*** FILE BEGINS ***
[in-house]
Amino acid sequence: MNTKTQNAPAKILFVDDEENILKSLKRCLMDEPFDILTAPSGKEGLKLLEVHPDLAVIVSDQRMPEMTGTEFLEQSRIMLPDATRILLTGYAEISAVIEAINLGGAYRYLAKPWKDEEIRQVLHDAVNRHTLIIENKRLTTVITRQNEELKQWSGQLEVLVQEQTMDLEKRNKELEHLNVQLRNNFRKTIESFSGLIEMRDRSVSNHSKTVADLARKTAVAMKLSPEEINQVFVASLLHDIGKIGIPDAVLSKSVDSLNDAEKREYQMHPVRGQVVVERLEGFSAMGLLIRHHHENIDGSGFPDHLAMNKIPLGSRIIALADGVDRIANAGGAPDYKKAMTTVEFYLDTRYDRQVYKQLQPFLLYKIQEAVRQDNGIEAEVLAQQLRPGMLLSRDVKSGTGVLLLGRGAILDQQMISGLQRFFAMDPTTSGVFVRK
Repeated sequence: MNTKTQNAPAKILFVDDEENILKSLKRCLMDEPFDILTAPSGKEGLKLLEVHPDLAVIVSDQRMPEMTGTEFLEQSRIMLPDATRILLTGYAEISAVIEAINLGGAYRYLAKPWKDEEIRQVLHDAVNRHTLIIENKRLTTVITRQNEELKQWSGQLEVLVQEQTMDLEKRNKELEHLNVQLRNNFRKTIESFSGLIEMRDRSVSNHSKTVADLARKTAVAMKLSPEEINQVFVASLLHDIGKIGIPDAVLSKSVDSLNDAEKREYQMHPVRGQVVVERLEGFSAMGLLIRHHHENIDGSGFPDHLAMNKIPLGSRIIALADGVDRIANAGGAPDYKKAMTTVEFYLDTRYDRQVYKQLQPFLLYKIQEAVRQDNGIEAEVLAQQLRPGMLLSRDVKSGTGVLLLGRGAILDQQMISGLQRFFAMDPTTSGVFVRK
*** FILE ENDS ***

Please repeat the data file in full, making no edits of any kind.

[in-house]
Amino acid sequence: MNTKTQNAPAKILFVDDEENILKSLKRCLMDEPFDILTAPSGKEGLKLLEVHPDLAVIVSDQRMPEMTGTEFLEQSRIMLPDATRILLTGYAEISAVIEAINLGGAYRYLAKPWKDEEIRQVLHDAVNRHTLIIENKRLTTVITRQNEELKQWSGQLEVLVQEQTMDLEKRNKELEHLNVQLRNNFRKTIESFSGLIEMRDRSVSNHSKTVADLARKTAVAMKLSPEEINQVFVASLLHDIGKIGIPDAVLSKSVDSLNDAEKREYQMHPVRGQVVVERLEGFSAMGLLIRHHHENIDGSGFPDHLAMNKIPLGSRIIALADGVDRIANAGGAPDYKKAMTTVEFYLDTRYDRQVYKQLQPFLLYKIQEAVRQDNGIEAEVLAQQLRPGMLLSRDVKSGTGVLLLGRGAILDQQMISGLQRFFAMDPTTSGVFVRK
Repeated sequence: MNTKTQNAPAKILFVDDEENILKSLKRCLMDEPFDILTAPSGKEGLKLLEVHPDLAVIVSDQRMPEMTGTEFLEQSRIMLPDATRILLTGYAEISAVIEAINLGGAYRYLAKPWKDEEIRQVLHDAVNRHTLIIENKRLTTVITRQNEELKQWSGQLEVLVQEQTMDLEKRNKELEHLNVQLRNNFRKTIESFSGLIEMRDRSVSNHSKTVADLARKTAVAMKLSPEEINQVFVASLLHDIGKIGIPDAVLSKSVDSLNDAEKREYQMHPVRGQVVVERLEGFSAMGLLIRHHHENIDGSGFPDHLAMNKIPLGSRIIALADGVDRIANAGGAPDYKKAMTTVEFYLDTRYDRQVYKQLQPFLLYKIQEAVRQDNGIEAEVLAQQLRPGMLLSRDVKSGTGVLLLGRGAILDQQMISGLQRFFAMDPTTSGVFVRK